“Our social doctrine teaches us that democracy requires solidarity, a sense of civic friendship. We see our neighbors as partners in this common enterprise—even when we disagree, especially when we disagree.
“That friendship is the foundation for a mature civic patriotism, where we live our freedom for the common good, not just our personal gain.
“It is a patriotism grounded in respect for the inherent dignity and inalienable value of every person. We believe every person has a role and a voice in the community of concern and protection. No one is written off.
“The good news—the great news—is that there are new evangelizers living out this doctrine all around us.
“One of them is a woman named Heather Reynolds. Heather runs Catholic Charities Fort Worth.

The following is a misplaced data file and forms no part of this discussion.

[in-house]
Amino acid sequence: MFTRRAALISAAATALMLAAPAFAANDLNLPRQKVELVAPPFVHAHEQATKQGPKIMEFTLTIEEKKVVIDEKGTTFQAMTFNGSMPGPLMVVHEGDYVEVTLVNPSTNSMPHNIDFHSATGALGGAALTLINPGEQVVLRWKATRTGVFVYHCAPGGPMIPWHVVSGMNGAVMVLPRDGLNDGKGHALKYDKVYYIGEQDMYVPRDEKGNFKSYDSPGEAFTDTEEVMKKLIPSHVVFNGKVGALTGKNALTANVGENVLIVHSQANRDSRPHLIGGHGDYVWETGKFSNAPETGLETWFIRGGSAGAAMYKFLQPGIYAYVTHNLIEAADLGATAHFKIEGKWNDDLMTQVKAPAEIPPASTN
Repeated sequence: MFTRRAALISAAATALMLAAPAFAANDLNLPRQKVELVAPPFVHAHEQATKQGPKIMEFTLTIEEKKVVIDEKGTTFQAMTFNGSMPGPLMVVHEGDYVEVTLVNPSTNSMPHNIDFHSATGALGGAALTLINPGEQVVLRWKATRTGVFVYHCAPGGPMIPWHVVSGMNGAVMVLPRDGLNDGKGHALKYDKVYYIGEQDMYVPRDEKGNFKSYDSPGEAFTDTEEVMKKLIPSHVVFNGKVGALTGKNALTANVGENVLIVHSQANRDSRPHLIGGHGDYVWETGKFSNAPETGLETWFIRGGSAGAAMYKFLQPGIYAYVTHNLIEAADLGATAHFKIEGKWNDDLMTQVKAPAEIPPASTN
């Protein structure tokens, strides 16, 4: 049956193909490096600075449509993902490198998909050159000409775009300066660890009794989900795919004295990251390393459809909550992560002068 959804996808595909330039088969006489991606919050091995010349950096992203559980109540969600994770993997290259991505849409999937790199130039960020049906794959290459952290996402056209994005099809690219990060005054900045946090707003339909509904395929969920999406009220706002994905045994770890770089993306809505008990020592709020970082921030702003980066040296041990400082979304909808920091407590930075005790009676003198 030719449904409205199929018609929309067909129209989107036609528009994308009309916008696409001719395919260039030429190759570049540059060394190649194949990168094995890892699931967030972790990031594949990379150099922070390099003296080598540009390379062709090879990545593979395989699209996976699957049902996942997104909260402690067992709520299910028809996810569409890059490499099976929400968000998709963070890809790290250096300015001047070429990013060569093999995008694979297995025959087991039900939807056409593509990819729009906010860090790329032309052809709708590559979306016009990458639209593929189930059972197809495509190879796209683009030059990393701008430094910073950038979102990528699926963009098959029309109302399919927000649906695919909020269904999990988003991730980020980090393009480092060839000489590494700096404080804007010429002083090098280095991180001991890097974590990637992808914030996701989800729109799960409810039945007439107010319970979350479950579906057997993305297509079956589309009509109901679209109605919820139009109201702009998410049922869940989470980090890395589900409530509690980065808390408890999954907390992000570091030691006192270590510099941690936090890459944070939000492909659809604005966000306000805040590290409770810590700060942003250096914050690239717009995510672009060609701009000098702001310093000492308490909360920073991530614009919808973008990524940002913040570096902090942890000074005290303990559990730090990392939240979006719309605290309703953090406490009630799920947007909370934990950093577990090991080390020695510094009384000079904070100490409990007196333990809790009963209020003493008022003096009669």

“For years, I had been hearing about all the great work they were doing down there. Last month, I finally had the chance to see it firsthand.
“We sat down with some of their clients and case workers. That's how they do everything: case management, a customized approach.
“One gentleman, his name was Chris. Chris grew up in a big family, and he watched his older siblings get into all kinds of trouble.
“His fate was the farm or the oil field. That was it. No way out.
“One day Chris told his wife, he wanted to go to nursing school. He reached out to Catholic Charities.
“They helped him navigate the system, figure out how to make it work. Even after he graduated, they are still there for him and his family.
“What stands out for Chris is not any one thing Catholic Charities did to help him. It is, he said, ‘the feeling that you have an out, that you don't have to settle.’